Friday, March 31, 2023

The university joins the conversation on Critical Race Theory

NewsThe university joins the conversation on Critical Race Theory

Staff Reporter

Today, many American children are attending their history classes to learn about Christopher Columbus’s voyage to America, the Revolutionary War and the Industrial Revolution. However, in many states across the country, there is one aspect being neglected in the classroom: race. 

In recent years, parents and school boards have been debating what American schoolchildren should and should not be taught in class. U.S. lawmakers are at the center of these conversations, and many have formed legislation to eradicate race, gender and sexuality from the K-12 curriculum.  

According to an Education Week analysis, since January 2021, 42 states have bills or other measures in their state legislatures which intend to limit the teachings of Critical Race Theory (CRT) or lessons on gender, race and sex. The analysis says that Alabama codified a resolution that banned schools from teaching “concepts that impute fault, blame, a tendency to oppress others, or the need to feel guilt or anguish to persons solely because of their race or sex.” Additionally, the study highlights that in 2022, the Florida board of education voted to “approve a rule that prohibits schools from teaching critical race theory and the 1619 Project.” 

Alison Parker, chair of the university’s history department  and co-chair of the UD Antiracism initiative, explained the origins of CRT and why it is a polarizing issue today in the American education system. 

“Critical Race Theory is an academic sub-discipline that’s usually taught in law schools and graduate schools,” Parker said. “It helps young people who are studying to be lawyers understand maybe how to think about the systemic nature of racism and discrimination.”

According to Parker, CRT isn’t necessarily based on an individual act of racism, but more so how institutions, like the various American legal, financial and healthcare systems, are generationally rooted in inequality and unequal access.

Parker also spoke about why the notion of CRT is discussed in school boards across the country, and how it is being used as a weapon to remove the topic of race in history classes.

“There is no CRT being taught in schools … what’s happening is that’s becoming the catchphrase, the label, that nobody even knew about outside of law schools until a few years ago,” Parker said. “It was just something that somebody picked up on and turned into a scare tactic.”

Parker gave insight as to what the repercussions would be if legislators within the anti-CRT movement continue further and introduce more bills aimed to strike down the teachings of systemic race issues in American history.

“If we are ending up telling a much more limited and narrow story that doesn’t allow us to see how incredibly rich and dynamic American history is, that is inherently problematic … that’s the biggest concern going forward” Parker said. 

On Nov. 2, Victor Ray, associate professor in the department of sociology, criminal justice and African American studies at the University of Iowa, spoke in an online lecture at the University of Delaware, in a lecture titled, “On Critical Race Theory: Why it Matters & Why You Should Care.”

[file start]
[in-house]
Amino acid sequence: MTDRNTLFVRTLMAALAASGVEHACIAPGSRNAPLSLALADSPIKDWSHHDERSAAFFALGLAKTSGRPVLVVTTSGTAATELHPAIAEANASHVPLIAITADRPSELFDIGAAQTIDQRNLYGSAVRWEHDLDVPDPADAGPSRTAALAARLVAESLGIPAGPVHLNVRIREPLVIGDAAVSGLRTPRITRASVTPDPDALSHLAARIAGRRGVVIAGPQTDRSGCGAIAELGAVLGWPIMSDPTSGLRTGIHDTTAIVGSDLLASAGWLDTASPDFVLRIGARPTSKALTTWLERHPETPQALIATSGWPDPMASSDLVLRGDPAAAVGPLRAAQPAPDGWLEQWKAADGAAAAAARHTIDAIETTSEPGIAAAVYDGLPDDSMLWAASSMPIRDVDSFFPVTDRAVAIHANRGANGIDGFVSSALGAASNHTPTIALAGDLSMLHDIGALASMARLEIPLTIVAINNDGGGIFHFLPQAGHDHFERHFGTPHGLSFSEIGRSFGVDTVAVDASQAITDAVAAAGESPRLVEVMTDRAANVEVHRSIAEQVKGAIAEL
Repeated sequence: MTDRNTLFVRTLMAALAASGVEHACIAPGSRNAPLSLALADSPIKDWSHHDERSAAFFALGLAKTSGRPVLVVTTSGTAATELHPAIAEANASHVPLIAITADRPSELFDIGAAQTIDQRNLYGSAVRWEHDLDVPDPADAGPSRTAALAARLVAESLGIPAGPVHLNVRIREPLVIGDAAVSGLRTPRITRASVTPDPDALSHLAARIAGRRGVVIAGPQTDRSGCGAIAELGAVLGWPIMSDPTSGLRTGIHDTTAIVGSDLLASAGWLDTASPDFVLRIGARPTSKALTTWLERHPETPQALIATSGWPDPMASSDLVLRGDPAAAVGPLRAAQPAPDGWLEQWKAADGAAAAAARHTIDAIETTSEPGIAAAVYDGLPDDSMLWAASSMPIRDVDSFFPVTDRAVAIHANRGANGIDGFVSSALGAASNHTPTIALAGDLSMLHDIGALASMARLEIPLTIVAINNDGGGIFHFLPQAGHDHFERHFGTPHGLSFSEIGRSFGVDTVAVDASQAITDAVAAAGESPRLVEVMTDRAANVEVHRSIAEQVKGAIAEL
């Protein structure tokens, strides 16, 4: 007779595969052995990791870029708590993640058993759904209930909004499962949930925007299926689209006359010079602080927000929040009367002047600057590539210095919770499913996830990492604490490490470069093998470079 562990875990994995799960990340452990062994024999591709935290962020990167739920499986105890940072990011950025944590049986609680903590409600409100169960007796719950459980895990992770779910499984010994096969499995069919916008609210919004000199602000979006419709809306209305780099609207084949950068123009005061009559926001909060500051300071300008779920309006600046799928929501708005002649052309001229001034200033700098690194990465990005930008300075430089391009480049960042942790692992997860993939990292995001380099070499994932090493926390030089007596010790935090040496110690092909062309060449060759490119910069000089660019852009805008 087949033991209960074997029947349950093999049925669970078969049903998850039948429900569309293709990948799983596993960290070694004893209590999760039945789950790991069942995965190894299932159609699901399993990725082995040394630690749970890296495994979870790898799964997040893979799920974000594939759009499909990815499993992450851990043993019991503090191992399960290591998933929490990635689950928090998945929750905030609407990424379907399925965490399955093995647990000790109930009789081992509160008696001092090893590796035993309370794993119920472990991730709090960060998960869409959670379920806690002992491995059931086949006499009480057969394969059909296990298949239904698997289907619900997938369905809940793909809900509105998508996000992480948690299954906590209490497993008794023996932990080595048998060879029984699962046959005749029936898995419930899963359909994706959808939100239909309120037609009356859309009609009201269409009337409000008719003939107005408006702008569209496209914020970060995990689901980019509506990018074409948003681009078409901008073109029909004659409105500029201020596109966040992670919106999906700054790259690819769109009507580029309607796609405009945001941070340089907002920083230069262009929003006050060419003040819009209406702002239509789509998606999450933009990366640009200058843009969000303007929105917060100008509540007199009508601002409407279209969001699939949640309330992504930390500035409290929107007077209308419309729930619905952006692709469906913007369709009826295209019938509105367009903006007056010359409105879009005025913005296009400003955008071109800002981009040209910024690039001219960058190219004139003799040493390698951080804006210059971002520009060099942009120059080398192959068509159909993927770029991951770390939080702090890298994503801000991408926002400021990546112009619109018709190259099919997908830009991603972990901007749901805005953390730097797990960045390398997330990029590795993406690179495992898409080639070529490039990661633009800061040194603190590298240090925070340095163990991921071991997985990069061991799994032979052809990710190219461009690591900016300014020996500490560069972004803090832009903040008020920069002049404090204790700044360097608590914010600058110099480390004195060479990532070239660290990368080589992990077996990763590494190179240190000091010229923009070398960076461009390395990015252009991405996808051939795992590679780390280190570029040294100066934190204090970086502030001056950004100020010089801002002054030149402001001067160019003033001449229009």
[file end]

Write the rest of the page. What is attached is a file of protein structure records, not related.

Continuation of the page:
Ray opened the lecture with a personal anecdote about his experiences with racism and spoke about how his own personal experiences reflected the greater purpose of CRT. 

“Critical Race Theory recognizes that narratives influence our understanding of the world and it uses stories as an empathetic bridge across racial divides,” Ray said.

Like Parker, Ray also pointed to the weaponization of CRT as a means to erase race in schools.

“Just as white parents protested the physical desegregation following the Civil Rights Movement, now, white parents were protesting the perceived slight desegregation of the curriculum in response to Black Lives Matter,” Ray said. 

Additionally, Ray said that it is troubling to see historically-inaccurate rhetoric make a narrative around Critical Race Theory.

“The anti-CRT fervor revives many of the worst habits of anti-American anti-intellectualism,” Ray said.

According to Ray, attacks on CRT itself have been very effective, as they stem from recent protest movements such as the Black Lives Matter movement, as “the scale demands and impact of these protests terrified some people invested in the racial status quo.”

Furthermore, Ray pointed out how interesting it is to see how many of the theory’s central ideas are affirmed by these attacks and backlash. For instance, by making teachers rewrite a curriculum that had displayed recent progress shows “the fragility of racial progress.”

Ray argued that CRT theorists do not strive to tear American progress apart, but they instead want to unveil the racism that is embedded into our culture.

“Critical Race Theory doesn’t want to destroy America,” Ray said. “It does want to reckon squarely with the way American racism has destroyed lives.” 




  1. I was educated in Newark, DE — one of the “best” school systems in the country at the time. And I was never, ever taught the history of our town and how they treated people who were other than white. I am very proud to say that I ended a long period of my family’s racism in how I raised my children.
    I totally support the teaching of “true” history to our current students. Anything that the University of Delaware can do to promote this teaching I will back 100%.


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